Public funding -- one way to give political campaigns back to people

By , Staff writer of The Christian Science Monitor

Some Americans aren't giving up on attempts to "sanitize" -- so far as possible -- funding of political campaigns. Reformers continue to plug away at one old problem and a new one: the potentially corruptive influence of large contributions and the disproportionate influence special-interest groups can wield on candidates through both direct and indirect financial support.

Measures aimed at making candidates more dependent on small contributions from individual citizen supporters are being put forward in Congress and in a number of state legislatures.

While no two proposals appear to be identical, most involve a similar approach -- at least partial public campaign funding through voluntary contributions by income taxpayers. The federal government has raised more than voluntary "checkoffs" or "add-ons" when submitting their income tax forms.

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Seventeen states provide similar checkoffs to their income tax returns, using the money to finance gubernatorial candidacies and, in some instances, those for lesser state offices.

Common Cause is pressing anew for expansion of the federal program to cover congressional campaigns.

In at least six states -- California, Illinois, Maryland, Massachusetts, New York, and Pennsylvania -- there are moves afoot to pass new or stronger public campaign financing legislation.

In Massachusetts, a proposal calls for replacing the largely ineffective 1975 statute under which those wishing to participate in the public funding program can do so only by paying the commonwealth an additional $1 when filing their income tax returns.

Instead, taxpayers would be allowed to designate $2 of their tax liability for the public campaign-financing kitty.

The measure, drafted by a special commission that uncovered widespread political influence peddling and illegal campaign contributions in Massachusetts , also seeks a broadening of public funding to include candidates for the Legislature as well as governor and other statewide offices.

To qualify for matching funds, a candidate would have to raise a certain amount on his or her own through small donations from private contributors. Those running for the Legislature, for example, could not accept a gift greater than $100 from anyone.

In Maryland, too, the thrust is expected to be to switch from the current $2 voluntary "add-on" system to a $1 or $2 state income tax checkoff.

New York backers of such a proposal say they are guardedly optimistic. "We are closer than ever in achieving this goal," asserts Derick Berlage of New York Common Cause, noting that one of the sponsors of the bill has become chairman of the Senate elections law committee. This panel has previously bottled up campaign-funding legislation.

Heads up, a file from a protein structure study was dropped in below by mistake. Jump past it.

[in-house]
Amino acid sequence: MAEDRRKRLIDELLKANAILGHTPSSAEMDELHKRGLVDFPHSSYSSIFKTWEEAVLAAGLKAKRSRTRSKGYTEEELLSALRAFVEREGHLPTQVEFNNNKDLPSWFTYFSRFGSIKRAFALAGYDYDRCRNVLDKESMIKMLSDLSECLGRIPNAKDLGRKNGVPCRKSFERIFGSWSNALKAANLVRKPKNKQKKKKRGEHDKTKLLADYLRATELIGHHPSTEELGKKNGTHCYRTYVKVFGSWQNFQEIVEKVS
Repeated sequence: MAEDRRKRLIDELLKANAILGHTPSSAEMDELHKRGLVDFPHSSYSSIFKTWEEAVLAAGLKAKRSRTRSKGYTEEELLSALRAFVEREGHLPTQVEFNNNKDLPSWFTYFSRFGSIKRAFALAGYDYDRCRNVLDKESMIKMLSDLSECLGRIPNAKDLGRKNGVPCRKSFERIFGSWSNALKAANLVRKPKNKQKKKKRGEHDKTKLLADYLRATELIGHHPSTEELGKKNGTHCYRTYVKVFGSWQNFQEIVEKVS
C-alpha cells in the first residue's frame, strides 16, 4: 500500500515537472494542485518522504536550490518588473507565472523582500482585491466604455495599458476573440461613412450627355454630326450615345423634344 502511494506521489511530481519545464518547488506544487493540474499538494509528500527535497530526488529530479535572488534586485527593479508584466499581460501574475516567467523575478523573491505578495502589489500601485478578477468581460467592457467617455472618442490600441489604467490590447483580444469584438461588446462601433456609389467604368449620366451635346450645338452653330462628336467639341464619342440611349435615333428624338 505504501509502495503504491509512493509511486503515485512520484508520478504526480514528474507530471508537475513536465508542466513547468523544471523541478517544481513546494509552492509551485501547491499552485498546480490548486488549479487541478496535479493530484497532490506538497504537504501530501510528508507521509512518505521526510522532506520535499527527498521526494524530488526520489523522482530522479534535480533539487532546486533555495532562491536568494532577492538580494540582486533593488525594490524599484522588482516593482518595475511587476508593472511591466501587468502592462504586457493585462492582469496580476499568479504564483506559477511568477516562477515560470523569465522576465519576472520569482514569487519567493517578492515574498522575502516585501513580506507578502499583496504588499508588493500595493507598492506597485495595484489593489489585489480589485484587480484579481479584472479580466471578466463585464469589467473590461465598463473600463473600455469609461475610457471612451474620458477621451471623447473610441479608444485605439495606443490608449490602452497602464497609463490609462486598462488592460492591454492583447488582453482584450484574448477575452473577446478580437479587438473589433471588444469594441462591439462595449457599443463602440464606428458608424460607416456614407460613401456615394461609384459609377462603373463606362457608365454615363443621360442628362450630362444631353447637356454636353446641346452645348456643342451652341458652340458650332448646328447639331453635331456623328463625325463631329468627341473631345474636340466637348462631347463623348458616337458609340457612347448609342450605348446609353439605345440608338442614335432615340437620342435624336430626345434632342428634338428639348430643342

The current proposal, similar to one that cleared the Empire State's lower legislative chamber in each of the past two years, calls for a $2 voluntary checkoff, rather than an add- on. It is projected to yield $7 million a year, based on 40 percent taxpayer participation. This would provide matching funds for candidates for governor and the three other statewide offices, plus legislative campaigns if enough money is available.

In Pennsylvania the public financing proposal embraces a $2.50 state income tax voluntary allocation. It is projected to net $3.75 million annually. Besides governor and other statewide officeS, the money would be used in campaigns for appellate judgeships and, if sufficient, might help underwrite legislative candidates, explains Dr. James Eisenstein, state coordinator for Common Cause.

Unlike a number of such systems proposed or in effect elsewhere, this measure does not provide for state matching of individual contributions raised by candidates on a $1 for $1 basis. It would provide $2.50 in public funds for every $1 raised beyond a required minimum of $100 or less in individual contributions. Under this arrangement, the first $60,000 of small donations collected from private supporters by a gubernatorial candidate would be unmatched Dr. Eisenstein explains.

Public funding in Hawaii and Michigan comes from an optional $2 checkoff. Taxpayers in Idaho, Iowa, Kentucky, New Jersey, North Carolina, Oregon, Rhode Island, Utah, and Wisconsin can in the same way make $1 contributions. A similar setup is provided for under a 1979 Oklahoma statute, but its implementation has been stalled by litigation.

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